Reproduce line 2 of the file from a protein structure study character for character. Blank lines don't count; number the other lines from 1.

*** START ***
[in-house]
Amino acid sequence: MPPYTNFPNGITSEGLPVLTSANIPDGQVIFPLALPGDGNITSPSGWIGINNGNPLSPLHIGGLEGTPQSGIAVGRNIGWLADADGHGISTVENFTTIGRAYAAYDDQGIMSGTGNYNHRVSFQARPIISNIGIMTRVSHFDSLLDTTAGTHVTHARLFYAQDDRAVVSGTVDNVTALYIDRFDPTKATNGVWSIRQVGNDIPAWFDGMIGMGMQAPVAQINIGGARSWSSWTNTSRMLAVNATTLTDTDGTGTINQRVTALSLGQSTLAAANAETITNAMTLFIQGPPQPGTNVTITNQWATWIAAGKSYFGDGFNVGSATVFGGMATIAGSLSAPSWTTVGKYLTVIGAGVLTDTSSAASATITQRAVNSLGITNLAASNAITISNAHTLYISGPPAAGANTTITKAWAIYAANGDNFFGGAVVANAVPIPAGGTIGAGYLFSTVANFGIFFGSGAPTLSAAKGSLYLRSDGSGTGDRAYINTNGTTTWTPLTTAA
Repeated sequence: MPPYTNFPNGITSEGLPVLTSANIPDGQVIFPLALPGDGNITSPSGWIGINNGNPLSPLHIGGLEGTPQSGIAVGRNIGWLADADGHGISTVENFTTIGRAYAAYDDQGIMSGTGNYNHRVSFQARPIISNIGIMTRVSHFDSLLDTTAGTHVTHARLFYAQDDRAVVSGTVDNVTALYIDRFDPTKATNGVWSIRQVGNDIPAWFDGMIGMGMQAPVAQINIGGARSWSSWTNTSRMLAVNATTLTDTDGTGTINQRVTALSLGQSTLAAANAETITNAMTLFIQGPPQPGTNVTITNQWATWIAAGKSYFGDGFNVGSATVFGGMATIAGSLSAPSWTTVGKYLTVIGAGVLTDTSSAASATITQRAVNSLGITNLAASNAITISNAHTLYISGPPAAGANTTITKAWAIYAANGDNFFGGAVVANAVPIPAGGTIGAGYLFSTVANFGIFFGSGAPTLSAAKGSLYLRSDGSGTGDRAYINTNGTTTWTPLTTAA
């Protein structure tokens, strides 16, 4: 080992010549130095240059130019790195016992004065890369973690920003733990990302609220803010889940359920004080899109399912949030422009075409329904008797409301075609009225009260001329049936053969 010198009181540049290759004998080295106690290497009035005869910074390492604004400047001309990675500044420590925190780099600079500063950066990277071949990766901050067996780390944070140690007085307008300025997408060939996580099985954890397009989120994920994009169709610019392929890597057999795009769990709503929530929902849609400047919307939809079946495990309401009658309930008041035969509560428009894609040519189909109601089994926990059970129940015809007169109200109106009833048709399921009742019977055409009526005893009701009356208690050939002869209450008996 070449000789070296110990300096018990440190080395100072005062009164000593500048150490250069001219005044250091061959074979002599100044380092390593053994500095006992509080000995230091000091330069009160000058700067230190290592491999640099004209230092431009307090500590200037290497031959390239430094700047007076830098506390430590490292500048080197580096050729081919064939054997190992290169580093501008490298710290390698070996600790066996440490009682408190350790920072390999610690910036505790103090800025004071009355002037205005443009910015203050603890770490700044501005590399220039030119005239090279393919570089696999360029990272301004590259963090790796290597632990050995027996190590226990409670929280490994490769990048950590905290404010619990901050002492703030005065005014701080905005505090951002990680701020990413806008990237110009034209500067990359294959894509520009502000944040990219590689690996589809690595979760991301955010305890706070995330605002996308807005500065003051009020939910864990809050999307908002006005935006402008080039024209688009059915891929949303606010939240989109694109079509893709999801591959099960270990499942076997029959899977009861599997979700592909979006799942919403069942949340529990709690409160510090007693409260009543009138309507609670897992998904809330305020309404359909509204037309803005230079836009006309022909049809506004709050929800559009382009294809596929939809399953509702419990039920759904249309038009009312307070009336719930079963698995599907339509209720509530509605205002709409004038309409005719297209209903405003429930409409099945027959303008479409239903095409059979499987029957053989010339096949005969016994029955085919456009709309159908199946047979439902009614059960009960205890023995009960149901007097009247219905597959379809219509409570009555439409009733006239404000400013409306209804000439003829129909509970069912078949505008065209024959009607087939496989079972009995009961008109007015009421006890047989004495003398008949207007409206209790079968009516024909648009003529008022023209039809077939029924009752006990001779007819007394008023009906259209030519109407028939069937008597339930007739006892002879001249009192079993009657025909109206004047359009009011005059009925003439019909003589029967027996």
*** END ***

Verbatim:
Amino acid sequence: MPPYTNFPNGITSEGLPVLTSANIPDGQVIFPLALPGDGNITSPSGWIGINNGNPLSPLHIGGLEGTPQSGIAVGRNIGWLADADGHGISTVENFTTIGRAYAAYDDQGIMSGTGNYNHRVSFQARPIISNIGIMTRVSHFDSLLDTTAGTHVTHARLFYAQDDRAVVSGTVDNVTALYIDRFDPTKATNGVWSIRQVGNDIPAWFDGMIGMGMQAPVAQINIGGARSWSSWTNTSRMLAVNATTLTDTDGTGTINQRVTALSLGQSTLAAANAETITNAMTLFIQGPPQPGTNVTITNQWATWIAAGKSYFGDGFNVGSATVFGGMATIAGSLSAPSWTTVGKYLTVIGAGVLTDTSSAASATITQRAVNSLGITNLAASNAITISNAHTLYISGPPAAGANTTITKAWAIYAANGDNFFGGAVVANAVPIPAGGTIGAGYLFSTVANFGIFFGSGAPTLSAAKGSLYLRSDGSGTGDRAYINTNGTTTWTPLTTAA